“What do you want for Christmas?” I asked Daisy, Jenny and Larry Potter. They looked up from munching, reflecting on the question. Looking at them, I thought how content they looked and a new grooming brush, a few carrots or even a new food bowl wouldn't make much difference to their lives. But the one thing I could do that would make a difference was to make sure that at over the Christmas and New Year period, I spent some quality time with them so they had a sociable festive season too.
Whether in the brick kilns of India or green meadows of Devon – foot problems are an issue affecting donkeys across the world. Twenty-nine people currently practise farriery in our projects internationally, but some in different ways to others. To make the most of their wealth of knowledge and experience The Donkey Sanctuary recently organised a workshop in Egypt to bring people together from across the world to share ideas and put together competency standards everyone could take home.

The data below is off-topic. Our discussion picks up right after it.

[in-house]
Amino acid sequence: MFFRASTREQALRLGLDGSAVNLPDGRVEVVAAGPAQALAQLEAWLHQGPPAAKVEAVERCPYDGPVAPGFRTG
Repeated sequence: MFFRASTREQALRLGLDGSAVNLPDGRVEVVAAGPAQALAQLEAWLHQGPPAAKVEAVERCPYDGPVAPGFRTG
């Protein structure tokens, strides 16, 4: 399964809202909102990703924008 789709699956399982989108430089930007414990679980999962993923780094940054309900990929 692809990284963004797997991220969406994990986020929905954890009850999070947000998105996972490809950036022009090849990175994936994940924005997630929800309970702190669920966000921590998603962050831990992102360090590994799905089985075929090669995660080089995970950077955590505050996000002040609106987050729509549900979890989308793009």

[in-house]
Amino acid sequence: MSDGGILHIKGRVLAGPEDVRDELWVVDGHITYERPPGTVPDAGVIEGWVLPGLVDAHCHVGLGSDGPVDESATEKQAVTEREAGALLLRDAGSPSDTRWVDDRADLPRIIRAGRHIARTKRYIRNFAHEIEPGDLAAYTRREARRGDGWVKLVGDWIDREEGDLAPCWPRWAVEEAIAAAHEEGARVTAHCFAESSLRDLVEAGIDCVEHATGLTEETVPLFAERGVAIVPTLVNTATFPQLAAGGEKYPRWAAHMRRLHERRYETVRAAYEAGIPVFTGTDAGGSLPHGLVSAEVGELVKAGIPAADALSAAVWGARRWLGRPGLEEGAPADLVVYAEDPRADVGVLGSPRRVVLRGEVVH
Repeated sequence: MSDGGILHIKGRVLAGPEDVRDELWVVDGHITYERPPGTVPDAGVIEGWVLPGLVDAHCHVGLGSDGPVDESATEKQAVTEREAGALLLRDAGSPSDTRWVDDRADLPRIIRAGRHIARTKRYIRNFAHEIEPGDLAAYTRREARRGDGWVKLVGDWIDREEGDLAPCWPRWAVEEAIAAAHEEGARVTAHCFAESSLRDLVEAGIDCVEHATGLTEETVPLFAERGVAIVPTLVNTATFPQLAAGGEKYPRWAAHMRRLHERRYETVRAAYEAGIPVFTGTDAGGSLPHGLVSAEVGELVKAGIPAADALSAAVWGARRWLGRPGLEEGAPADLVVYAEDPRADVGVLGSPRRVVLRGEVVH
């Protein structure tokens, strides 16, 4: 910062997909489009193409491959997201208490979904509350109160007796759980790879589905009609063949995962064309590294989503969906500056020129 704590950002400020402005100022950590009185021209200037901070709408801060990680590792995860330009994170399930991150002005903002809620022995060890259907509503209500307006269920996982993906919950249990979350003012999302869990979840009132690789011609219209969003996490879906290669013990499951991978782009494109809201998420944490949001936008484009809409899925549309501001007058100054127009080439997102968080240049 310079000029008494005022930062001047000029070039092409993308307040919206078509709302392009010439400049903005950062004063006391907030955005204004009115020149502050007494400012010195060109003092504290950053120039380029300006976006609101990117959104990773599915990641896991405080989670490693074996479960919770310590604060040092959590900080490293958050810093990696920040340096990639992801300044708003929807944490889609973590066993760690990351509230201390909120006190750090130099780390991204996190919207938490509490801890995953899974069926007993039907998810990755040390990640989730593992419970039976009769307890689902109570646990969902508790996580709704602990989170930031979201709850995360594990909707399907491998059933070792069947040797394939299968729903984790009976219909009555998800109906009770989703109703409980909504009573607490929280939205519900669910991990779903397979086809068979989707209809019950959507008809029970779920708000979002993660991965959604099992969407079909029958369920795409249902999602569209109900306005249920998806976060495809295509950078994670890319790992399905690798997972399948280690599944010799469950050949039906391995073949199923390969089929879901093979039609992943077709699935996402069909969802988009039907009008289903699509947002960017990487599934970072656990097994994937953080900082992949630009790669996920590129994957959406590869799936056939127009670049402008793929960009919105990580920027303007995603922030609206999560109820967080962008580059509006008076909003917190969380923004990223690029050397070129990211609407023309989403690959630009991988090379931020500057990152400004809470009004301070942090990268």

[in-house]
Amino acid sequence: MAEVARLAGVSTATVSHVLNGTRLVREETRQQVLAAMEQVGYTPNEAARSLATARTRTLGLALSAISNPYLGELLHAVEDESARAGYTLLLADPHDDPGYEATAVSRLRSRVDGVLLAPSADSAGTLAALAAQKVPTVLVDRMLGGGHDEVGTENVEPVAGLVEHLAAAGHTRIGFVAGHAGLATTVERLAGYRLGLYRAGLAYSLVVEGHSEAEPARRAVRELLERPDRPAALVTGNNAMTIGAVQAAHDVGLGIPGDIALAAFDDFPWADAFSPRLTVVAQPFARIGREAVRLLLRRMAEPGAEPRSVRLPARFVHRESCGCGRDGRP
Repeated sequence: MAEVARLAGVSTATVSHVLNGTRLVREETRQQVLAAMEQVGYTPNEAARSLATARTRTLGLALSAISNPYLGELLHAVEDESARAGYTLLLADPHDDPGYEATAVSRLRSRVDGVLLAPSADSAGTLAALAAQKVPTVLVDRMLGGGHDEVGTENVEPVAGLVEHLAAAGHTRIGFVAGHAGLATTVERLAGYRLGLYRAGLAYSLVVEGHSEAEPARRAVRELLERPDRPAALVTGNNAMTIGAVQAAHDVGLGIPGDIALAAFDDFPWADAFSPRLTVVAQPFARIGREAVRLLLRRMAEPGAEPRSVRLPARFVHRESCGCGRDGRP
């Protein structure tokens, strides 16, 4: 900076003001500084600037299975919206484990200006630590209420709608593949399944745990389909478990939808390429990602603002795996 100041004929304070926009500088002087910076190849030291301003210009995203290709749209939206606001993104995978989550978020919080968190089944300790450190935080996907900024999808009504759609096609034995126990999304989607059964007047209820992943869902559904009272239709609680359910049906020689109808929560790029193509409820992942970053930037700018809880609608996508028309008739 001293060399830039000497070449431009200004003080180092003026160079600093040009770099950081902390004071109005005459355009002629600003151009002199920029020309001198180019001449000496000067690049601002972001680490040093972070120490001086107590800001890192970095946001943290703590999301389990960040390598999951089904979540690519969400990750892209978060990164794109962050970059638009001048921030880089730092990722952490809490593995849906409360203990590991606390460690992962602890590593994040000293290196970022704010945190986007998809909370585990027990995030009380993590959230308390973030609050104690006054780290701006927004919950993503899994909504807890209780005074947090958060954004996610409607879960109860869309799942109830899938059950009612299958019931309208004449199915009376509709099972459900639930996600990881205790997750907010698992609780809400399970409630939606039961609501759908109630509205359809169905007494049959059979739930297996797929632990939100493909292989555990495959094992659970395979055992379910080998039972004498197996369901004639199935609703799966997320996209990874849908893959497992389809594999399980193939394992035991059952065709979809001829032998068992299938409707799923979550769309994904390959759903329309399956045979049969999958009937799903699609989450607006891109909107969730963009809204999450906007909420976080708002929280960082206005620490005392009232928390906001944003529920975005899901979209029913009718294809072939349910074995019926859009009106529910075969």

With rugged hills and mountains, Dansa village in Hintalo Wijerat district, 9 miles from Mekelle city in Tigray region, is the home of 250 donkeys in 300 households. The community in Dansa village relies heavily on subsistence farming. Every Monday and Friday many donkey owners in Dansa village transport vegetables and fruits to markets in Mekelle town. Due to uneven hilly topography, donkey owners in the village have to fasten a strap to a pack saddle looping under the tail of their donkey to prevent the load from slipping forward. In the past the strap was a rough thin rope which caused a wound under the tail, known as a crupper wound, on many donkeys. Based on an assessment we did two years back in a focus group discussion with donkey owners in Dansa village, 97% of donkeys had crupper wounds.
Have you ever walked into a shop and looked at a pair of shoes and thought “I like those” and you then look at the price tag and think “no that’s too much”?
I do, quite regularly and my husband will always say “oh just buy them if you want them” but still you walk out of the shop empty handed.
You may be thinking what my point is. Well, look down at the pair of wellies or yard boots you are a wearing and tell me how much they cost... thought as much.
In 2008 we were looking for local harness makers in El Saf brick kilns when I met an elderly man called Salah. I was with Chris Garrett, International Harness Consultant for The Donkey Sanctuary. At that time we knew that the hitching point where the cart is attached to the harness was the main cause of wounds in all the kilns.